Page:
Business

3:23am

Fri April 24, 2015
Art & Design

Slow Fashion Shows Consumers What It's Made Of

Originally published on Fri April 24, 2015 1:15 pm

The Zady clothing line sources cotton from the Texas Organic Cotton Cooperative in Lubbock, Texas.
Zady

If you're into "slow food" — the ethical response to "fast food" — you probably want to know how the animals were treated or whether pesticides were used on your vegetables. Now, the "slow fashion" movement is in the same spirit.

"It's about understanding the process or the origins of how things are made," says Soraya Darabi, co-founder of the clothing line Zady. "Where our products come from, how they're constructed and by whom. Slow fashion is really indicative of a movement of people who want to literally slow down."

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7:54pm

Thu April 23, 2015
The Two-Way

SkyWest Now Says Several Passengers Were Ill On Diverted Flight

SkyWest Airlines says three passengers lost consciousness on a plane, operating as United Express, that made an emergency landing in Buffalo on Wednesday.
Gary Wiepert AP

Officials at SkyWest Airlines and federal authorities say they still don't know what caused three passengers to lose consciousness on a flight that then made an emergency landing in Buffalo Wednesday. Earlier, the airline said one passenger was affected.

The SkyWest plane, operating as United Express flight #5622, was flying from Chicago's O'Hare airport to Hartford, Connecticut with 75 passengers on board.

Some passengers say part way into the flight, they started having trouble breathing, and felt dizzy and nauseous.

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6:55pm

Thu April 23, 2015
The Two-Way

Delinquent Mines: Congress Revives Bill To Hold Mine Owners Accountable

Originally published on Fri April 24, 2015 7:01 am

Federal lawmakers have revived a mine safety reform bill that addresses a regulatory failure detailed in a joint investigation by NPR and Mine Safety and Health News.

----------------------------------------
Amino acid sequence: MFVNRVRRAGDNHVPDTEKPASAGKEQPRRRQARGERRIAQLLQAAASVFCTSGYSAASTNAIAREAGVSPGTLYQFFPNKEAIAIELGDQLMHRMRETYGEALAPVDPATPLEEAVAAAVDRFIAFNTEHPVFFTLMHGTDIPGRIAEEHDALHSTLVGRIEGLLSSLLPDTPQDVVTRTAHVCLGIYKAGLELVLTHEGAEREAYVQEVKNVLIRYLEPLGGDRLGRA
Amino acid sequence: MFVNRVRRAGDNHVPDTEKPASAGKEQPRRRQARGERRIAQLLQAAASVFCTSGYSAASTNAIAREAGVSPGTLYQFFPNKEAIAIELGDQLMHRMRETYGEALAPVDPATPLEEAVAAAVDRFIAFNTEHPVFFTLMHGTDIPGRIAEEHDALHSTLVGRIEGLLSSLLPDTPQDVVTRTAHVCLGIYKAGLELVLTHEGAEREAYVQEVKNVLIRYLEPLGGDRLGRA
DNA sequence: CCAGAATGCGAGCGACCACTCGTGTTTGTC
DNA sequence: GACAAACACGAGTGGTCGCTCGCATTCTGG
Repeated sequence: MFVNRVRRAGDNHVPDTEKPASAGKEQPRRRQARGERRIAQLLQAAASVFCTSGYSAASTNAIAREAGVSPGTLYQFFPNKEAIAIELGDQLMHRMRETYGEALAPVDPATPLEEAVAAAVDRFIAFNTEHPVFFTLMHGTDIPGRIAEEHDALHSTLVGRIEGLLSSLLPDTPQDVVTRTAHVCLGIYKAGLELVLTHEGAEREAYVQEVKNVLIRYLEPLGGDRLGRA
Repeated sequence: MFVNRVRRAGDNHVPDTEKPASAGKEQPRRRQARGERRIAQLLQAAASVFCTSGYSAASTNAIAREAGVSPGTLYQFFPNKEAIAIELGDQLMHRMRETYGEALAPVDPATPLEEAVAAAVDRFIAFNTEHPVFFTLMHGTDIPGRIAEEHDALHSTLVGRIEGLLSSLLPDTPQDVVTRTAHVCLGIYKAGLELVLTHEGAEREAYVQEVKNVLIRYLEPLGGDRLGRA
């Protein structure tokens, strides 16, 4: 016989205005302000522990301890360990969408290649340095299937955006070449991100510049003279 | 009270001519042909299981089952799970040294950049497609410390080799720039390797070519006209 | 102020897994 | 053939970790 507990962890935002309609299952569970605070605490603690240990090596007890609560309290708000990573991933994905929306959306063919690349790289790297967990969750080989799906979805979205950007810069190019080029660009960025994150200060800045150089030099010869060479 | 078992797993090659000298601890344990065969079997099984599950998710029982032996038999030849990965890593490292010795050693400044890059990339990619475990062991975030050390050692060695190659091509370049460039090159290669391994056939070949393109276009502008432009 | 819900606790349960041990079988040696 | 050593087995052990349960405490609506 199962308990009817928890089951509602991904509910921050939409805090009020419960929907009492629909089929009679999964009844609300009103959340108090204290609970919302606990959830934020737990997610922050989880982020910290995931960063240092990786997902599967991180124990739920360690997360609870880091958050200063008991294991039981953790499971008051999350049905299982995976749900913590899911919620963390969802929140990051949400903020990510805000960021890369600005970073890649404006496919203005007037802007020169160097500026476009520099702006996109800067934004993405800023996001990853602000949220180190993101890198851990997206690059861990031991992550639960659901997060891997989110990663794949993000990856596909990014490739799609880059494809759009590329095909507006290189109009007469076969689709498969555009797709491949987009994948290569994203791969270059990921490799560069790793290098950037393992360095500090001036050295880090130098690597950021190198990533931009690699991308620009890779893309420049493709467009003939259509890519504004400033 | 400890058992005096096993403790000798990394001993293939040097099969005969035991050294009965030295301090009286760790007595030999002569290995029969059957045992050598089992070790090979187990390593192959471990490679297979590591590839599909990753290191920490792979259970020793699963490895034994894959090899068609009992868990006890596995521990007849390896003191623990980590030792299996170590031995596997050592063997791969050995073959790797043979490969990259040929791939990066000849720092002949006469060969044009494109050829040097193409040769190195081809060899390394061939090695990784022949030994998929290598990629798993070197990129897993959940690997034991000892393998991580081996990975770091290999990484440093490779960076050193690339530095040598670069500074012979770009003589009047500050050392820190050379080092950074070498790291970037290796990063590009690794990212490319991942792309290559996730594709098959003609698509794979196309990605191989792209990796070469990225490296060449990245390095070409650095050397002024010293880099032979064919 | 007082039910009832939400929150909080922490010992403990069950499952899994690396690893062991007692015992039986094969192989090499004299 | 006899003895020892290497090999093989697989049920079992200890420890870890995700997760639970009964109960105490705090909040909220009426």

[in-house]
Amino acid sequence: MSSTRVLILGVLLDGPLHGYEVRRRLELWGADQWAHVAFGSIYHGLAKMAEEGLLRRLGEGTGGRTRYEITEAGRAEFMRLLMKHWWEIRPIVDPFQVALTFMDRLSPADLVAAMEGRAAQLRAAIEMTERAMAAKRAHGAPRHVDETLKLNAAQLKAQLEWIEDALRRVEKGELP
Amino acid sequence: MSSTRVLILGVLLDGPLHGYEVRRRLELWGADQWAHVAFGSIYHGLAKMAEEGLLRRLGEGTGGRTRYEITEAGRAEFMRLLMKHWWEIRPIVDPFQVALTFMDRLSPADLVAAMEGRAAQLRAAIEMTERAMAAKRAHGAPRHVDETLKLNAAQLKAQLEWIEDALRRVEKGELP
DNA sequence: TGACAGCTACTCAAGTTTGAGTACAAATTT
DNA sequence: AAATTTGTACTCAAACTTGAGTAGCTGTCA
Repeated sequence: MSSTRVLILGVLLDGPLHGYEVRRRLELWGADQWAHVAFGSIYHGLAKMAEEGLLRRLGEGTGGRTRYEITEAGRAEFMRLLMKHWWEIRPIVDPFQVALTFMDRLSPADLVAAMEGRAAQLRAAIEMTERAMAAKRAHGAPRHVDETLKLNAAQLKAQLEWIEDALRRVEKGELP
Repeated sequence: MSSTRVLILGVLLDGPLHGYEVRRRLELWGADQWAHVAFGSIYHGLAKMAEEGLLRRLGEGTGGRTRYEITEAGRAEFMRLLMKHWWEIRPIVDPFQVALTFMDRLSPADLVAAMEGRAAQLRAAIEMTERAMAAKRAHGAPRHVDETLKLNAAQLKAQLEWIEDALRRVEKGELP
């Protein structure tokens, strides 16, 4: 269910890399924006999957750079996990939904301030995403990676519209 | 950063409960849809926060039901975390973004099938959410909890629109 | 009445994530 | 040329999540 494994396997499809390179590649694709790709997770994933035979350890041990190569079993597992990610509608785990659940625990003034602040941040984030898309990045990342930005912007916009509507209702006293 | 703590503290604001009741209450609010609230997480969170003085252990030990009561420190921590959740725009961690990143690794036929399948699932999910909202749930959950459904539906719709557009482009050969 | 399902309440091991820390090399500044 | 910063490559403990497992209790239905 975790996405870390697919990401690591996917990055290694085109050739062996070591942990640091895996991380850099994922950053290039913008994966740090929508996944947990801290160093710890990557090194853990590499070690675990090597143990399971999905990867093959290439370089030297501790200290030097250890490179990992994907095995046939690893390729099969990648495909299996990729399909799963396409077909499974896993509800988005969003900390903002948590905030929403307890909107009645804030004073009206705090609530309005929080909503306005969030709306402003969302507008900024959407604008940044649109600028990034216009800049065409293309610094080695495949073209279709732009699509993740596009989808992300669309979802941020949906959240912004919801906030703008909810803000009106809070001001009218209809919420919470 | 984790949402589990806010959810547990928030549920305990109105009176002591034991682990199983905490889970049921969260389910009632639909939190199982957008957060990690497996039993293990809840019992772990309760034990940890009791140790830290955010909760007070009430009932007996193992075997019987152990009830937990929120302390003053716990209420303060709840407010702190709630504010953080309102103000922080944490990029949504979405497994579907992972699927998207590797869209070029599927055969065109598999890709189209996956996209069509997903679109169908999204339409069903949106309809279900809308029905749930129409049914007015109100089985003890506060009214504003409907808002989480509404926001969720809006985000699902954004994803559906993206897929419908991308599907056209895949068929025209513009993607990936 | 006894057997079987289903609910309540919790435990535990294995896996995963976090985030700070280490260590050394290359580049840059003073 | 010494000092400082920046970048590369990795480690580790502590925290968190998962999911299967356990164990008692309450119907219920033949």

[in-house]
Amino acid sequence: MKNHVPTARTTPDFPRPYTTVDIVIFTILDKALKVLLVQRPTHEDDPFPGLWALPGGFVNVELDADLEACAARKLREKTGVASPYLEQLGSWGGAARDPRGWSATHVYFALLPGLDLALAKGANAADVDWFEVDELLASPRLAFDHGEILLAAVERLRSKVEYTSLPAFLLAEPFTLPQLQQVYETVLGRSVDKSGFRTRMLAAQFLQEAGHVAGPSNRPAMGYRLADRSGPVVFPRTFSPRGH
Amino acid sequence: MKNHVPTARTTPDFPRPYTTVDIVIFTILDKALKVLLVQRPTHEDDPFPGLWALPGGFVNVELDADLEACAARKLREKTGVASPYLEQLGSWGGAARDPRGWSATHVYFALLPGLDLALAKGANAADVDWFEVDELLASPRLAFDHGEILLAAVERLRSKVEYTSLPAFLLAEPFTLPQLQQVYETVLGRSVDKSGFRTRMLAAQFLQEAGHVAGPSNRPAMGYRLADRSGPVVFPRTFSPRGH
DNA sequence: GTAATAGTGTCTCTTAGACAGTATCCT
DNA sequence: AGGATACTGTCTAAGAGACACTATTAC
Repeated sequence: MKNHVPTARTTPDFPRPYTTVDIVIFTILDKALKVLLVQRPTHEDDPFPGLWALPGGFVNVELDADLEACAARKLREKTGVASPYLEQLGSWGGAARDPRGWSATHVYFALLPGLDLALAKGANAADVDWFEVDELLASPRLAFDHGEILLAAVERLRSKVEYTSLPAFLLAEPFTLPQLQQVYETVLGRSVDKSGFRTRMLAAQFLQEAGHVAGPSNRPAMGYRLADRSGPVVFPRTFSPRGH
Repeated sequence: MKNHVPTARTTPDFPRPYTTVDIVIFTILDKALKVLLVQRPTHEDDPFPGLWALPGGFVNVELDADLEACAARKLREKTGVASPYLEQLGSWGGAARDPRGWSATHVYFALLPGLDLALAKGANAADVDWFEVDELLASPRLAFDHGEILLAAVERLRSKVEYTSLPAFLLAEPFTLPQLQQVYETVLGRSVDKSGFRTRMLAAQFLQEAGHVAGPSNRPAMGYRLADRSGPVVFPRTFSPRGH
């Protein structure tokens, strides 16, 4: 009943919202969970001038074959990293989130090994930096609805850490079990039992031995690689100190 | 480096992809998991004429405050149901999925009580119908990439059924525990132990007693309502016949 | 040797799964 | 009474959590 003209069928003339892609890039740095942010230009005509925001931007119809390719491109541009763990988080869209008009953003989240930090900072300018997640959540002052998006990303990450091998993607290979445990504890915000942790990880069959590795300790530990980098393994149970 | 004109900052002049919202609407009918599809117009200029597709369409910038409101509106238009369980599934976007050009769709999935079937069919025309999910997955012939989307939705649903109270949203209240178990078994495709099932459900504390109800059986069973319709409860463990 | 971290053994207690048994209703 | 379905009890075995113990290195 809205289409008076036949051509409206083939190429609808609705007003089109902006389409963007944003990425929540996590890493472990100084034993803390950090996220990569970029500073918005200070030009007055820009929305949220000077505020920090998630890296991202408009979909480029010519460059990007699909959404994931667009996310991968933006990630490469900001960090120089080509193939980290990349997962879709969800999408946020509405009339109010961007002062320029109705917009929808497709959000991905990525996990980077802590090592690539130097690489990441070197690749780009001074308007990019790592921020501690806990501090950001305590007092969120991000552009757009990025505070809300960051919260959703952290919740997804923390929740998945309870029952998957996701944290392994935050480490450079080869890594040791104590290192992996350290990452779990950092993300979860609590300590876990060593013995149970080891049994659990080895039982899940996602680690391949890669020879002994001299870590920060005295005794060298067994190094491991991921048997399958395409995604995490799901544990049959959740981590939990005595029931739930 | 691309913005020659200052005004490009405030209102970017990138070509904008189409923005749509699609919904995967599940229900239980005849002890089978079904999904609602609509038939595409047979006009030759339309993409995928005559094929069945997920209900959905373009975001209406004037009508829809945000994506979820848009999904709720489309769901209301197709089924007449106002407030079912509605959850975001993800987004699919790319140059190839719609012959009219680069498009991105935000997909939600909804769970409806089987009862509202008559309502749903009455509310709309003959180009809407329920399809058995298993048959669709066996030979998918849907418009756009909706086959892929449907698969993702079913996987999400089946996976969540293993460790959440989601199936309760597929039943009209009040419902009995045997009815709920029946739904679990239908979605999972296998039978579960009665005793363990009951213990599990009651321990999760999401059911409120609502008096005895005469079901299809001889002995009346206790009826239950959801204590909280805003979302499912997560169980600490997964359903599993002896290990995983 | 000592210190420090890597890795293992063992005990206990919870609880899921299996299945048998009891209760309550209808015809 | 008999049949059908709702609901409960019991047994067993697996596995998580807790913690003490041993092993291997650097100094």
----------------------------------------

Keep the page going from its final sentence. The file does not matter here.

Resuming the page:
The Robert C. Byrd Mine Safety Protection Act includes a provision that directly addresses the Mine Safety and Health Administration's (MSHA) failure to fully enforce penalties for safety violations at the nation's mines.

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6:09pm

Thu April 23, 2015
All Tech Considered

Biometrics May Ditch The Password, But Not The Hackers

Originally published on Thu April 23, 2015 7:03 pm

Biometrics are increasingly replacing the password for user identification.
iStockphoto

Passwords get hacked — a lot. In an effort to move beyond passwords, big companies are embracing biometric technology: the use of fingerprints, iris scans or voice recognition for user identification.

To heighten security, smartphones are being outfitted with biometric features. But, ditching passwords for biometrics may not make the hackers go away.

Selfie Security

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5:21pm

Thu April 23, 2015
Animals

Return Of Horses A Sign Of Spring On Michigan Island

Originally published on Fri April 24, 2015 11:00 am

Every spring, hundreds of horses are ferried from their winter hiatus in the Upper Peninsula for a good grooming and harness fitting, before beginning their summer jobs pulling carriages.
Amy Robinson WCMU

Spring has a lot of faces around the country, like the cherry blossoms in Washington, D.C., and the sap run in Vermont. On one Michigan island, it's horses that are the harbinger of the season.

Mackinac Island draws a million visitors a year for its scenery, fudge and horses. Cars aren't allowed on the island, and every spring, hundreds of horses are ferried from their winter hiatus in the Upper Peninsula for a good grooming and harness fitting, before beginning their summer jobs pulling carriages.